Thursday, July 16, 2020

F-35A fighter jets to take a lead role in Red Flag 19-1


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The U.S. Air Force has announced that high-tech F-35A fighter jets, from the 388th and 419th Fighter Wings, will be to take a lead role in Red Flag 19-1 Operations at Nellis Air Force Base, Nevada.

According to a 388th Fighter Wing Public Affairs statement, from Jan. 26 – Feb. 15, approximately 200 Airmen from Hill AFB, including reservists from the 419th Fighter Wing, will participate in what is known as the Air Force’s premier combat training exercise. 

The 388th FW debuted the F-35A Lightning II at Red Flag in 2017 and came away with a 20:1 kill ratio. The jet is even more capable now, pilots say.

“We have an upgraded software suite that has improved our sensor fusion. We’ve got an expanded flying envelope with more maneuverability. We have the ability to employ more weapons, including the 25-mm cannon,” said Lt. Col. Yosef Morris, 4th Fighter Squadron commander. “When you couple those things with the two years we’ve had to improve our tactics, we’re bringing a much more lethal F-35A to this Red Flag and ultimately to the battlefield.”

The three-week exercise sees friendly “Blue Force” take on enemy “Red Force” aggressors in intense training environments to test air-to-air, air-to-ground, and space and cyber warfare. This year, once again, the F-35A is set to provide offensive and defensive counter air, suppression of enemy air defense, and close air support against enemy forces.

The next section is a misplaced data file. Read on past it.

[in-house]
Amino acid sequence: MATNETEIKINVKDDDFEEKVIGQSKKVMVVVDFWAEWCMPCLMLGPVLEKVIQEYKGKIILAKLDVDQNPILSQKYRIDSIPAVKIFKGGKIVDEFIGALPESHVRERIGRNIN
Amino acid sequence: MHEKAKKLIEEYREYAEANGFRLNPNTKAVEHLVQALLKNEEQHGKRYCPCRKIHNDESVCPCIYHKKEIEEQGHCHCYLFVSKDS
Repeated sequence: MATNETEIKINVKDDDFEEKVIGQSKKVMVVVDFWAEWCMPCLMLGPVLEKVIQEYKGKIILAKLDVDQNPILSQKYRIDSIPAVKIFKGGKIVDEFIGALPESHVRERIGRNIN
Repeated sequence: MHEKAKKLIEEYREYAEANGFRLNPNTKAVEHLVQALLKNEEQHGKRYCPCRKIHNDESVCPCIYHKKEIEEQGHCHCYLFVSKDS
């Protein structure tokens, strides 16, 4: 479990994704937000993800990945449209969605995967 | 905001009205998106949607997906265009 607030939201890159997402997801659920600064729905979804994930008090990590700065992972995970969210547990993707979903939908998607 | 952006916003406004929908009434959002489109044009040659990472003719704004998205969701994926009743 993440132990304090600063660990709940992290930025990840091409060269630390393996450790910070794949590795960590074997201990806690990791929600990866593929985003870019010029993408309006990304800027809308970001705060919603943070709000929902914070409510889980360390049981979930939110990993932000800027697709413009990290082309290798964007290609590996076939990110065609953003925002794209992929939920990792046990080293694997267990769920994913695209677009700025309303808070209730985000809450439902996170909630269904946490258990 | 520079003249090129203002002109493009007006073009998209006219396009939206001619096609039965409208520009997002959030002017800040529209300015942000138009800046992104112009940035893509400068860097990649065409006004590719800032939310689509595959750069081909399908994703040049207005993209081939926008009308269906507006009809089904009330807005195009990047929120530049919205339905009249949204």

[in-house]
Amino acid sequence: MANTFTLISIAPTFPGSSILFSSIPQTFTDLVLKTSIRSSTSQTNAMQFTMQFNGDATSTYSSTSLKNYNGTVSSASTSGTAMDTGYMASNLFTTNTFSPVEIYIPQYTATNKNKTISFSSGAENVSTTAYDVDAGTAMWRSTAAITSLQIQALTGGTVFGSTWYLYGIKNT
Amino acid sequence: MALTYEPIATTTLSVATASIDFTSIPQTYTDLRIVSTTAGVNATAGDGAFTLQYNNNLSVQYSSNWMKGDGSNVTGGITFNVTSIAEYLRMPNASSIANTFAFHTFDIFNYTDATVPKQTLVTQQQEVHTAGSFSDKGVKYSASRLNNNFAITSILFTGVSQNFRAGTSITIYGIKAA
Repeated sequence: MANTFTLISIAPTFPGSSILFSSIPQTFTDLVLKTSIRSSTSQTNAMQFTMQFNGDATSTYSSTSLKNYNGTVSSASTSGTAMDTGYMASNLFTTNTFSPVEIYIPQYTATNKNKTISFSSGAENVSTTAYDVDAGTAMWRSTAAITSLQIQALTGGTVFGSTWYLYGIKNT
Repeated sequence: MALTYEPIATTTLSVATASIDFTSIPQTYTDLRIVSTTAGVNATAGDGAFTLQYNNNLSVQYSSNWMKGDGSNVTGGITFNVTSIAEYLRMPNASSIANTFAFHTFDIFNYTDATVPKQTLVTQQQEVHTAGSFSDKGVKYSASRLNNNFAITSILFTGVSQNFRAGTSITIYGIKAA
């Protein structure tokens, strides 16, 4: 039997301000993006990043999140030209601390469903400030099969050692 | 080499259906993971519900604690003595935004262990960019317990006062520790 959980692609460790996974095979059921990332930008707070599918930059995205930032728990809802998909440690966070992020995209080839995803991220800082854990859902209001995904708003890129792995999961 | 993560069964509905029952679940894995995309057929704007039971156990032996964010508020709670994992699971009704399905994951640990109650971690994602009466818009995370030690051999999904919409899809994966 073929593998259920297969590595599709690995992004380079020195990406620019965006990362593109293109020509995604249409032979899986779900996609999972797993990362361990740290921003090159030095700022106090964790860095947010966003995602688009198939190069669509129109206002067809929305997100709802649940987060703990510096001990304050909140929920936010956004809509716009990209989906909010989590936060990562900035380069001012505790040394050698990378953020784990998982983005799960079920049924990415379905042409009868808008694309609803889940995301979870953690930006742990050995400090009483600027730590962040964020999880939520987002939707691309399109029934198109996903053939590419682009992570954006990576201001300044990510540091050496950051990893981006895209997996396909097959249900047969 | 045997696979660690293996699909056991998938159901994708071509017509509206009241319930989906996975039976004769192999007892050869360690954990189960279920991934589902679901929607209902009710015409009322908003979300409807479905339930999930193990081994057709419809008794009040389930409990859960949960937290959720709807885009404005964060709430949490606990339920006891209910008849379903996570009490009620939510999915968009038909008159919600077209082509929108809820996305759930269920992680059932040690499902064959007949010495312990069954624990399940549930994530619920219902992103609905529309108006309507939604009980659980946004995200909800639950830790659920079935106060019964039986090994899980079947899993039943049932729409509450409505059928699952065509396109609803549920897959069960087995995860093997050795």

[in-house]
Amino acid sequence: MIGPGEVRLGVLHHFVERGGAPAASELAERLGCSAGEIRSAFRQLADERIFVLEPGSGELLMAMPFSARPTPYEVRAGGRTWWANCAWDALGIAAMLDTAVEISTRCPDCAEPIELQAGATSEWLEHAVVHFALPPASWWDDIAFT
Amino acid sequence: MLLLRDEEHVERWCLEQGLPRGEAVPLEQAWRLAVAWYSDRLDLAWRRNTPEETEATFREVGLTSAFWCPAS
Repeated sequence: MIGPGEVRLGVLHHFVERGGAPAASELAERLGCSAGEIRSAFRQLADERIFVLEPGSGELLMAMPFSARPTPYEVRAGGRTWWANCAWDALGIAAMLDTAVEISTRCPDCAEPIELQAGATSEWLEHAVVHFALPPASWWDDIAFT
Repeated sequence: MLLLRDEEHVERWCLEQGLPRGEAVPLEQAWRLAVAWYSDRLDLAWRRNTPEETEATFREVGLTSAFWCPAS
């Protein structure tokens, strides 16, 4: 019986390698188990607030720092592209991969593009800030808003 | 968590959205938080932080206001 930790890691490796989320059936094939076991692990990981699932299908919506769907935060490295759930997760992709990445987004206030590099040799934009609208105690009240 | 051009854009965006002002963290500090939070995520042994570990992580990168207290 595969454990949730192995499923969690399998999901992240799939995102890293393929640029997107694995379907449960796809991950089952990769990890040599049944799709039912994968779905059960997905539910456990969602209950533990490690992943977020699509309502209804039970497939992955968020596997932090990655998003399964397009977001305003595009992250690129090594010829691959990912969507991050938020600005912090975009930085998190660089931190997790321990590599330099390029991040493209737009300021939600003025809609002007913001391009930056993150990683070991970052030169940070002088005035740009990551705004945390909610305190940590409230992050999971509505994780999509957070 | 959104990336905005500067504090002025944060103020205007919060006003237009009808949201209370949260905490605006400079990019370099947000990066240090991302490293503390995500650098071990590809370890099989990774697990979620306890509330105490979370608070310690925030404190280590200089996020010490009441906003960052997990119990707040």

Pilots and maintainers from Hill AFB will work with other Air Force units flying a variety of aircraft alongside allies from Great Britain and Australia.

Typically, about 2,000 personnel and more than 100 aircraft participate in Red Flag exercises, which take place throughout the year at Nellis AFB. 

“Red Flag provides training, especially for some of our younger Airmen, that is hard to replicate anywhere else, just in the size and scope of our missions,” Morris said. “From planning and flying with other units and allied nations, to our maintainers generating sorties at a combat pace in a ‘deployed’ setting, it’s a great learning experience.”

While at Red Flag 19-1, F-35 maintainers will generate multiple sorties and will be challenged to maintain a high ops-tempo during both day and night missions. 

The first operational F-35As arrived at Hill in October 2015 and reached initial operational capability in August 2016. The active duty 388th FW and Air Force Reserve 419th FW fly and maintain the jet in a Total Force partnership, which capitalizes on the strength of both components. By the end of this year, Hill AFB will be home to 78 F-35s.

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Executive Editor


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